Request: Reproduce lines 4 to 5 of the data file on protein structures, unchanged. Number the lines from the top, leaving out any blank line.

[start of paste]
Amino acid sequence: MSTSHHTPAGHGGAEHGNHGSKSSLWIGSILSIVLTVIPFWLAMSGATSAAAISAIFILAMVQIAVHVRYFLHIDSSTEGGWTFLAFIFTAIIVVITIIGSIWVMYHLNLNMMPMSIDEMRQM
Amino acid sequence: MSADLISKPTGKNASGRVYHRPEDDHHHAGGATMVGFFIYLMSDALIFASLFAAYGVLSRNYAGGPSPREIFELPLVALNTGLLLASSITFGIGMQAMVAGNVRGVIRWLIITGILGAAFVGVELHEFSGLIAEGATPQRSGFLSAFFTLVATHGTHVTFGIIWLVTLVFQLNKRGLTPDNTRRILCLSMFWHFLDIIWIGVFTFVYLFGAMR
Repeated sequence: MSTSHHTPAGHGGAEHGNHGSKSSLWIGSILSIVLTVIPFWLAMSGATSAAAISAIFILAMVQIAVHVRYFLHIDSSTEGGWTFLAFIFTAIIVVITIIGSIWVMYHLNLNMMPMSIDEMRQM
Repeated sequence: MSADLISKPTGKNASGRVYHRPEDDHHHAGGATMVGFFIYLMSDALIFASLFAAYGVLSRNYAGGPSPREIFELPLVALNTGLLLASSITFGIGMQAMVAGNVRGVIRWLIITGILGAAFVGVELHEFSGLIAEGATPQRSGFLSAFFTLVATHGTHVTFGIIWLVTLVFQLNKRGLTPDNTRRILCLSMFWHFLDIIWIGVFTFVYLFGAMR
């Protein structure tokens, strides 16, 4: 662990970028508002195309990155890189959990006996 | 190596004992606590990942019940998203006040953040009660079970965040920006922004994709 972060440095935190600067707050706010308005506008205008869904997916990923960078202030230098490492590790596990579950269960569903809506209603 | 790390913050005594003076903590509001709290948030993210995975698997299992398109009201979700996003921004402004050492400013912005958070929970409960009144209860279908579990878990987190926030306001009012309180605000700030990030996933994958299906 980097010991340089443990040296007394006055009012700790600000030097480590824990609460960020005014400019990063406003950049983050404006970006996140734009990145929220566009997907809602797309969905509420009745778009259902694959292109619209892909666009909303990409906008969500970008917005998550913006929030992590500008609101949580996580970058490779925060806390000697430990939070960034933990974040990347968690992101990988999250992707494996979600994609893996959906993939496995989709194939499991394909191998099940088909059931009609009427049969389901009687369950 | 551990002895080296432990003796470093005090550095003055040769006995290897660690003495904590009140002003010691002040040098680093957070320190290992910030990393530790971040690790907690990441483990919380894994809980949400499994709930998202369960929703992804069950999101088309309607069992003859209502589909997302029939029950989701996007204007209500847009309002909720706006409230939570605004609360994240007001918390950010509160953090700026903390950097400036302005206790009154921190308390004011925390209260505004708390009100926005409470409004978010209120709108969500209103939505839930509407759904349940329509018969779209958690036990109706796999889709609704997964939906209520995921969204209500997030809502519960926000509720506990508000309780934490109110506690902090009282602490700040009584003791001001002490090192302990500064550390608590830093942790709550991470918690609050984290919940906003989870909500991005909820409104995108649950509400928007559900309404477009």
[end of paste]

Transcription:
Repeated sequence: MSADLISKPTGKNASGRVYHRPEDDHHHAGGATMVGFFIYLMSDALIFASLFAAYGVLSRNYAGGPSPREIFELPLVALNTGLLLASSITFGIGMQAMVAGNVRGVIRWLIITGILGAAFVGVELHEFSGLIAEGATPQRSGFLSAFFTLVATHGTHVTFGIIWLVTLVFQLNKRGLTPDNTRRILCLSMFWHFLDIIWIGVFTFVYLFGAMR
């Protein structure tokens, strides 16, 4: 662990970028508002195309990155890189959990006996 | 190596004992606590990942019940998203006040953040009660079970965040920006922004994709 972060440095935190600067707050706010308005506008205008869904997916990923960078202030230098490492590790596990579950269960569903809506209603 | 790390913050005594003076903590509001709290948030993210995975698997299992398109009201979700996003921004402004050492400013912005958070929970409960009144209860279908579990878990987190926030306001009012309180605000700030990030996933994958299906 980097010991340089443990040296007394006055009012700790600000030097480590824990609460960020005014400019990063406003950049983050404006970006996140734009990145929220566009997907809602797309969905509420009745778009259902694959292109619209892909666009909303990409906008969500970008917005998550913006929030992590500008609101949580996580970058490779925060806390000697430990939070960034933990974040990347968690992101990988999250992707494996979600994609893996959906993939496995989709194939499991394909191998099940088909059931009609009427049969389901009687369950 | 551990002895080296432990003796470093005090550095003055040769006995290897660690003495904590009140002003010691002040040098680093957070320190290992910030990393530790971040690790907690990441483990919380894994809980949400499994709930998202369960929703992804069950999101088309309607069992003859209502589909997302029939029950989701996007204007209500847009309002909720706006409230939570605004609360994240007001918390950010509160953090700026903390950097400036302005206790009154921190308390004011925390209260505004708390009100926005409470409004978010209120709108969500209103939505839930509407759904349940329509018969779209958690036990109706796999889709609704997964939906209520995921969204209500997030809502519960926000509720506990508000309780934490109110506690902090009282602490700040009584003791001001002490090192302990500064550390608590830093942790709550991470918690609050984290919940906003989870909500991005909820409104995108649950509400928007559900309404477009």